Forest Trek to Nongriat

Forest Trek to Nongriat

Forest Trek to Nongriat

It is like the voyage of discovery into the unknown land, searching not for the new territory but for new knowledge. It should appeal to those with a good sense of adventure.

The two most common elements found in the universe are hydrogen and stupidity. The stupid me likes to be on the edge or be into the unknown, into the territory where I have to depend on being in the moment and trust my instincts. The brain is a world consisting of unexplored continents. Maybe we all want to burn off across the horizon, into space, perhaps, to take off into some unknown territory and meet ourselves there.

And into the forest I go to lose my mind and find my soul.

I was on a five month long solo travel of India along with some neighbouring countries like Nepal and Bhutan. It was the third month of my travels and after completing Bhutan I had headed on further to North East of India to the state of Meghalaya. As a female solo traveller from India I was pampered and taken care of humbly all throughout my journey. For many of them I was one from India they had ever met.

Meghalaya, as the Sanskrit name suggests is an abode of clouds and is one the states of India with highest recorded rainfall. My base was Shillong, the capital of Meghalaya. During the British rule of India, the British Imperial Authorities nicknamed it as the “Scotland of the East”.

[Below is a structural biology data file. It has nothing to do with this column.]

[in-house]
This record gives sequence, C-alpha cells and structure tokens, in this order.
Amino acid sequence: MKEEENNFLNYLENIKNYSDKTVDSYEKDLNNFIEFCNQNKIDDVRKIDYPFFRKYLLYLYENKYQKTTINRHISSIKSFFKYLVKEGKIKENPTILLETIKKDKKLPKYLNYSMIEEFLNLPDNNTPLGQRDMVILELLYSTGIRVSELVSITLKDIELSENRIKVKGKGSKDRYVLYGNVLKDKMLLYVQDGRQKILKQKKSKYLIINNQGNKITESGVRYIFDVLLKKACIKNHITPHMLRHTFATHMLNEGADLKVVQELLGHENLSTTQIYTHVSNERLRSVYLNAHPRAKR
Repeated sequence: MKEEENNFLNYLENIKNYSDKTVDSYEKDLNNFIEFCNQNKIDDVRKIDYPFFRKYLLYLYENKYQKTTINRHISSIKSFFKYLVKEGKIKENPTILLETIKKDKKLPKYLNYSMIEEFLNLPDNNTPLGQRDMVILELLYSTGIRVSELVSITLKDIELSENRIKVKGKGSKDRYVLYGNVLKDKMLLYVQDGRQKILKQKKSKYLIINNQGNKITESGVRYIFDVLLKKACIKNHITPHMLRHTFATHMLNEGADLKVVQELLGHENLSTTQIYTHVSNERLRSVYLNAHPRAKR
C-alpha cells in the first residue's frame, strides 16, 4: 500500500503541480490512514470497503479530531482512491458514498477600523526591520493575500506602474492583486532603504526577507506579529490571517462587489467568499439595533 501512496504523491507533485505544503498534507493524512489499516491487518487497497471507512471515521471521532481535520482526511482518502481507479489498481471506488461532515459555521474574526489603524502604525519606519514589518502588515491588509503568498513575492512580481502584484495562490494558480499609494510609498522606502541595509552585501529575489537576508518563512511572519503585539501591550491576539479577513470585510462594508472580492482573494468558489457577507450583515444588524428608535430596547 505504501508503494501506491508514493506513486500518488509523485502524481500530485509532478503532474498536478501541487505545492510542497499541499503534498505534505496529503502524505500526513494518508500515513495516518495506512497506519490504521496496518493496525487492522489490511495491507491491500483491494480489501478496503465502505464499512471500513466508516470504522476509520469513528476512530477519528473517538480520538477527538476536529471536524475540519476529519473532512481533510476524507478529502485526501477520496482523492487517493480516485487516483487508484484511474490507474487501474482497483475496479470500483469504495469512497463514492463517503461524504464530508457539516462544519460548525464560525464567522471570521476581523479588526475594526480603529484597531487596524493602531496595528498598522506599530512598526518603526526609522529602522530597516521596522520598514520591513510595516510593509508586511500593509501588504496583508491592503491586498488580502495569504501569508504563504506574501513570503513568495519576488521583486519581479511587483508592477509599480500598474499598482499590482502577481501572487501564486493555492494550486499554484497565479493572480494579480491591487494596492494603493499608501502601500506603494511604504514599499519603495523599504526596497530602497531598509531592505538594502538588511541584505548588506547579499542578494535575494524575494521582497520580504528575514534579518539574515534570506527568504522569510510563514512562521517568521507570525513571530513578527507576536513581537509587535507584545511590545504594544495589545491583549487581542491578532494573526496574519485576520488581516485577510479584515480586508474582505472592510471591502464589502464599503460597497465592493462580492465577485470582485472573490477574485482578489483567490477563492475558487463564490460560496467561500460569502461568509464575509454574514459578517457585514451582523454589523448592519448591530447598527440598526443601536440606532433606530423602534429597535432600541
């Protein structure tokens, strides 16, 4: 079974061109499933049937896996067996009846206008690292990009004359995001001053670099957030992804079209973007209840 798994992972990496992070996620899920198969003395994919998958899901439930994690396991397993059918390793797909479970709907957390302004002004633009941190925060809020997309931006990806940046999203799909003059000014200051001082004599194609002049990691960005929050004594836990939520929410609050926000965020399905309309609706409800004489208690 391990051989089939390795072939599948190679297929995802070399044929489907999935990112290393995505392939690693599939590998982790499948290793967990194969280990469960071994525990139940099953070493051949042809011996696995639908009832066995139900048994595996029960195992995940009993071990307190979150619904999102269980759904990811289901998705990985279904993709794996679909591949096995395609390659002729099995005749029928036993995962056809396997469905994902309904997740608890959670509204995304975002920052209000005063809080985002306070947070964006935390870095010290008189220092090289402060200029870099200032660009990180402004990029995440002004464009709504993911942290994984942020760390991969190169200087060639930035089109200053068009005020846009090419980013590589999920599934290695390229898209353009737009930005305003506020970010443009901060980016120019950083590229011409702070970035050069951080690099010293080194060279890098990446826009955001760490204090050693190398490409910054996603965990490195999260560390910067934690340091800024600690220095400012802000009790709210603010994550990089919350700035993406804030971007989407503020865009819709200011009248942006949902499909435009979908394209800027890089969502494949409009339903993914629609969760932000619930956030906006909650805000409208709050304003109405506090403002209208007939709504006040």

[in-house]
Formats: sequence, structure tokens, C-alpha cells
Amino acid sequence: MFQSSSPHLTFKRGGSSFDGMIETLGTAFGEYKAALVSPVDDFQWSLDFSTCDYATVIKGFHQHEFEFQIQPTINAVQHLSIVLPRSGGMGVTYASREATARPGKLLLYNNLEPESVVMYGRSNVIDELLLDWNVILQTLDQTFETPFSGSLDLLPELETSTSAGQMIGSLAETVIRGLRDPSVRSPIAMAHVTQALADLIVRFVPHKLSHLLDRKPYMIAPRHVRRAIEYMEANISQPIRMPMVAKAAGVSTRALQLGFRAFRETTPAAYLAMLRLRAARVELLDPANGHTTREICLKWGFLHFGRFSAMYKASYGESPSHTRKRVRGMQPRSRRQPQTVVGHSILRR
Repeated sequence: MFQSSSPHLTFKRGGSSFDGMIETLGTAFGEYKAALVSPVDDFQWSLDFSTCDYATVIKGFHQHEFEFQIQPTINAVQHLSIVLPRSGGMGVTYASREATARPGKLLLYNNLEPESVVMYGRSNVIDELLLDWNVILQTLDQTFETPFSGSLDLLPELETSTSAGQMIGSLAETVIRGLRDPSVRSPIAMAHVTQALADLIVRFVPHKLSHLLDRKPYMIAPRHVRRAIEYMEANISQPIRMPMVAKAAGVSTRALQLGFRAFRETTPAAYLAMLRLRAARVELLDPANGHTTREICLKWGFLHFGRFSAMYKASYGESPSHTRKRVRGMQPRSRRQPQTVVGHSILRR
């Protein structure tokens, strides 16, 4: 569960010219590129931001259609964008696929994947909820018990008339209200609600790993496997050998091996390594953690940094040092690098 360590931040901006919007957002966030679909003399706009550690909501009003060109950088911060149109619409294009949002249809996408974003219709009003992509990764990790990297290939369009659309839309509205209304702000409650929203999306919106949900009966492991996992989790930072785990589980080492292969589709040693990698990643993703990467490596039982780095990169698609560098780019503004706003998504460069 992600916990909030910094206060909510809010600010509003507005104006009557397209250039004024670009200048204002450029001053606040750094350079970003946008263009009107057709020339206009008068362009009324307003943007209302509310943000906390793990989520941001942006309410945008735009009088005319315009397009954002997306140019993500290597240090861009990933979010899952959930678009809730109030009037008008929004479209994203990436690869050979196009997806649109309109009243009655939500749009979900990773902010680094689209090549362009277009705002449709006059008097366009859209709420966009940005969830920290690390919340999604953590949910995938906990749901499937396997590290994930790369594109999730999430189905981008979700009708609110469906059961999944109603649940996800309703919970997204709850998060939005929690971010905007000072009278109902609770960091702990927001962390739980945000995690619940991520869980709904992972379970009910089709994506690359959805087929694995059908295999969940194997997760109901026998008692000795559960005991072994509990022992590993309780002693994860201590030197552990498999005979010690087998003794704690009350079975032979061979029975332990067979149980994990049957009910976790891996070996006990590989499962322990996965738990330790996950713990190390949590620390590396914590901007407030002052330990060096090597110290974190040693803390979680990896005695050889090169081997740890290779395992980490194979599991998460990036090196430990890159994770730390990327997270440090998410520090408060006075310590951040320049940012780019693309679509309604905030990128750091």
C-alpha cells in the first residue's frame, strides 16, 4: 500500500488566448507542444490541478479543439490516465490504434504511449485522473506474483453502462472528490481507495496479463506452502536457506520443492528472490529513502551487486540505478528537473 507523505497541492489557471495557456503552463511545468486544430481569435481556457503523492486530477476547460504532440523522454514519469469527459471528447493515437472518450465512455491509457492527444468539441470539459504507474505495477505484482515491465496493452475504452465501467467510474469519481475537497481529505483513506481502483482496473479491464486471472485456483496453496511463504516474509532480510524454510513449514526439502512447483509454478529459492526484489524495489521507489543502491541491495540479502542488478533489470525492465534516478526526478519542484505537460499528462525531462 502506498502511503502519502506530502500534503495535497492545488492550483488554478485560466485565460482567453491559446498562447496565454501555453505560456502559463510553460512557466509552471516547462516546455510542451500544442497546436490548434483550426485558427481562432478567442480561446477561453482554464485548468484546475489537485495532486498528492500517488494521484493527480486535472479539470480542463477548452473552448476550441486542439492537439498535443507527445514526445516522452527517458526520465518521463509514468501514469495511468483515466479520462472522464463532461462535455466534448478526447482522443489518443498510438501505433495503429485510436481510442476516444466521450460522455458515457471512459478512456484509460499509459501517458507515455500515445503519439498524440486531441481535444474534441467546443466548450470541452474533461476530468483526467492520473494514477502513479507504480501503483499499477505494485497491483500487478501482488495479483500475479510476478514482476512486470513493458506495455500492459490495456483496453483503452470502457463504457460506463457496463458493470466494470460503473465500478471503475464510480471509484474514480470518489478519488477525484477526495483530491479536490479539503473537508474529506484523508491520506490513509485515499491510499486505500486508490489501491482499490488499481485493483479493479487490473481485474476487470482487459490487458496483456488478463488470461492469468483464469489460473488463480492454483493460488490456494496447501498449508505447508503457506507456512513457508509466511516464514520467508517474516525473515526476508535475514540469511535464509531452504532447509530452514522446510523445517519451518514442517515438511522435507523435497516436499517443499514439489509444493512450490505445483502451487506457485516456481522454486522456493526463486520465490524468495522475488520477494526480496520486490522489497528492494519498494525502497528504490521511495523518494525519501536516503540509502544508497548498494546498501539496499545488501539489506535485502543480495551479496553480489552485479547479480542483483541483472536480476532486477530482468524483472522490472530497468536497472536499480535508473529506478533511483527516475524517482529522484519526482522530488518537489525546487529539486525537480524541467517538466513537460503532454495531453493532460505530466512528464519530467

After spending one day with Meghalaya tourism in going around Cherapunji , I was all excited to head towards the mystic  Living Root Bridges at Nongriat, a  village adjacent to Cherapunji. Afraid to go alone, my eyes were searching for a non-Indian, who would quickly agree to accompany me for the forest trek to the village. Generally in my experience people from the west are more adventurous in nature.

Luckily, I spotted a girl from Belgium who had also come prepared for the same trek, though she was hoping to do it on the next day. I convinced her to accompany me for the trek on the same day. She took out a pair of clothes for herself and parked her baggage in the closest tea shop. It was almost 4 in the evening while this whole reel played. Some local people warned us that it would be too late to start for the trek as we might get lost in the forest. Paying heed to the suggestions of the local people we were returning, when a young boy stopped us and enthused us to go back and finish the trek. He said the trek was very simple, there were no dangerous animals in the forest and we would be able to finish it in just two hours. He came to drop us till the starting point and said very soon we will find an iron bridge, and we will reach at the guest house just fifteen minutes after that.

So we started off again and as we were climbing down the steps into the forest I started to get to know the girl from Belgium. Her background, where did she stay in India, did she have a boyfriend, how long had she been travelling in India etc. etc. I realised culturally we were so different even in terms of our fears. While her fear was getting lost on the way and we getting hurt, my fear was that we were just two GIRLS trekking through the forest and anyone could come and harm us.